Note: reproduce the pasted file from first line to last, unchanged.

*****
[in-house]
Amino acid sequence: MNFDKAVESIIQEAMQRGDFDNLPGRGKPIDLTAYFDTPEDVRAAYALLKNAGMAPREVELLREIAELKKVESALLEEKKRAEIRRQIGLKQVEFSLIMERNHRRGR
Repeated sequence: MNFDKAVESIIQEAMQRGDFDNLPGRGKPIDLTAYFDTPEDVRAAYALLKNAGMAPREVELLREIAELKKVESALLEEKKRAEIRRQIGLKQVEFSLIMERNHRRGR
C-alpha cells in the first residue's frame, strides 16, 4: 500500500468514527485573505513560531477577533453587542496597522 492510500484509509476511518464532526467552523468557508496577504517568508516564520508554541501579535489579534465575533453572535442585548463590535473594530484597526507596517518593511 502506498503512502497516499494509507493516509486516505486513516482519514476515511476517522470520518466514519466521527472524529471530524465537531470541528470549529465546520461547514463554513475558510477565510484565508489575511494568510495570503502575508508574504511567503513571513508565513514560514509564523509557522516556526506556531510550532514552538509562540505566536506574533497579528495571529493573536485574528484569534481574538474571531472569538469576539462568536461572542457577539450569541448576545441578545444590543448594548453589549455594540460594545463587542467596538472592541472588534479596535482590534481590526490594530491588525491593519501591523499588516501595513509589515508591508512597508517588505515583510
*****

[in-house]
Amino acid sequence: MNFDKAVESIIQEAMQRGDFDNLPGRGKPIDLTAYFDTPEDVRAAYALLKNAGMAPREVELLREIAELKKVESALLEEKKRAEIRRQIGLKQVEFSLIMERNHRRGR
Repeated sequence: MNFDKAVESIIQEAMQRGDFDNLPGRGKPIDLTAYFDTPEDVRAAYALLKNAGMAPREVELLREIAELKKVESALLEEKKRAEIRRQIGLKQVEFSLIMERNHRRGR
C-alpha cells in the first residue's frame, strides 16, 4: 500500500468514527485573505513560531477577533453587542496597522 492510500484509509476511518464532526467552523468557508496577504517568508516564520508554541501579535489579534465575533453572535442585548463590535473594530484597526507596517518593511 502506498503512502497516499494509507493516509486516505486513516482519514476515511476517522470520518466514519466521527472524529471530524465537531470541528470549529465546520461547514463554513475558510477565510484565508489575511494568510495570503502575508508574504511567503513571513508565513514560514509564523509557522516556526506556531510550532514552538509562540505566536506574533497579528495571529493573536485574528484569534481574538474571531472569538469576539462568536461572542457577539450569541448576545441578545444590543448594548453589549455594540460594545463587542467596538472592541472588534479596535482590534481590526490594530491588525491593519501591523499588516501595513509589515508591508512597508517588505515583510